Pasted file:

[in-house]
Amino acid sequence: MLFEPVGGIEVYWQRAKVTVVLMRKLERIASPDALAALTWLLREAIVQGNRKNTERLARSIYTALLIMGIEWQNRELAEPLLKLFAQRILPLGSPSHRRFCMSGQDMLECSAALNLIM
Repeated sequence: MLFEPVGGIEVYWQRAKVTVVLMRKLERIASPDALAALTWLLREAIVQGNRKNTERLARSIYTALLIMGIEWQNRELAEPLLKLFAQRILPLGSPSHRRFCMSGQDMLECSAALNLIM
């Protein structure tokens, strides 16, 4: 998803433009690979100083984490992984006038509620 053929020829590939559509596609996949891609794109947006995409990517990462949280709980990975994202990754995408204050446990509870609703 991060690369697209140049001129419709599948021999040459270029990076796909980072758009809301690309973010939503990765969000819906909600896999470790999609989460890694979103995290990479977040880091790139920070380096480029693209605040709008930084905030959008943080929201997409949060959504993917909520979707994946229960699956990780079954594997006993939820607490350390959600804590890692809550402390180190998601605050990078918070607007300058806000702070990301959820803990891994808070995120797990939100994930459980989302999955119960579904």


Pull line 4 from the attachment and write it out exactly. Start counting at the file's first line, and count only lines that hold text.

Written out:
């Protein structure tokens, strides 16, 4: 998803433009690979100083984490992984006038509620 053929020829590939559509596609996949891609794109947006995409990517990462949280709980990975994202990754995408204050446990509870609703 991060690369697209140049001129419709599948021999040459270029990076796909980072758009809301690309973010939503990765969000819906909600896999470790999609989460890694979103995290990479977040880091790139920070380096480029693209605040709008930084905030959008943080929201997409949060959504993917909520979707994946229960699956990780079954594997006993939820607490350390959600804590890692809550402390180190998601605050990078918070607007300058806000702070990301959820803990891994808070995120797990939100994930459980989302999955119960579904």